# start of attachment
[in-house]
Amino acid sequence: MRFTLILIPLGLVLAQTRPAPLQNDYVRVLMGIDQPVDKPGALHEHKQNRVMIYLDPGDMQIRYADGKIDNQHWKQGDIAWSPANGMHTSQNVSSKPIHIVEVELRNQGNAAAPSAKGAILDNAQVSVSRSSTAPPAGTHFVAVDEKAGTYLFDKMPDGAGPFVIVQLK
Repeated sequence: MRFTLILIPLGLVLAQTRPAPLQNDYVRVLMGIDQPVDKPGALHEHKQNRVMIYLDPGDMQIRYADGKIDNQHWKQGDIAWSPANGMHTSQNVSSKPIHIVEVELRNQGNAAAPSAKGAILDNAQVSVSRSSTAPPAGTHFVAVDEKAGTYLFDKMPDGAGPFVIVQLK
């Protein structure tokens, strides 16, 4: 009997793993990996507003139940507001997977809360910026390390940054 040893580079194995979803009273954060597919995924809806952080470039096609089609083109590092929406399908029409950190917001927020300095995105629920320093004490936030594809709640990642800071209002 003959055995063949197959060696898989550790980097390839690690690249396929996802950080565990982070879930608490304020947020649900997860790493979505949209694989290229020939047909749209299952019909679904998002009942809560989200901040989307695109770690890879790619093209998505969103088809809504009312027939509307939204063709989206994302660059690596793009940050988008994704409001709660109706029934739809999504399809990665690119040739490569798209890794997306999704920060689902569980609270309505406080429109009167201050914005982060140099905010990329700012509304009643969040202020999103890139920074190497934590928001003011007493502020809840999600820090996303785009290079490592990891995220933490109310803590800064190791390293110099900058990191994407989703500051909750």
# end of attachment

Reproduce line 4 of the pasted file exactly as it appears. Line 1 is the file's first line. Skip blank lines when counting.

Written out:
């Protein structure tokens, strides 16, 4: 009997793993990996507003139940507001997977809360910026390390940054 040893580079194995979803009273954060597919995924809806952080470039096609089609083109590092929406399908029409950190917001927020300095995105629920320093004490936030594809709640990642800071209002 003959055995063949197959060696898989550790980097390839690690690249396929996802950080565990982070879930608490304020947020649900997860790493979505949209694989290229020939047909749209299952019909679904998002009942809560989200901040989307695109770690890879790619093209998505969103088809809504009312027939509307939204063709989206994302660059690596793009940050988008994704409001709660109706029934739809999504399809990665690119040739490569798209890794997306999704920060689902569980609270309505406080429109009167201050914005982060140099905010990329700012509304009643969040202020999103890139920074190497934590928001003011007493502020809840999600820090996303785009290079490592990891995220933490109310803590800064190791390293110099900058990191994407989703500051909750």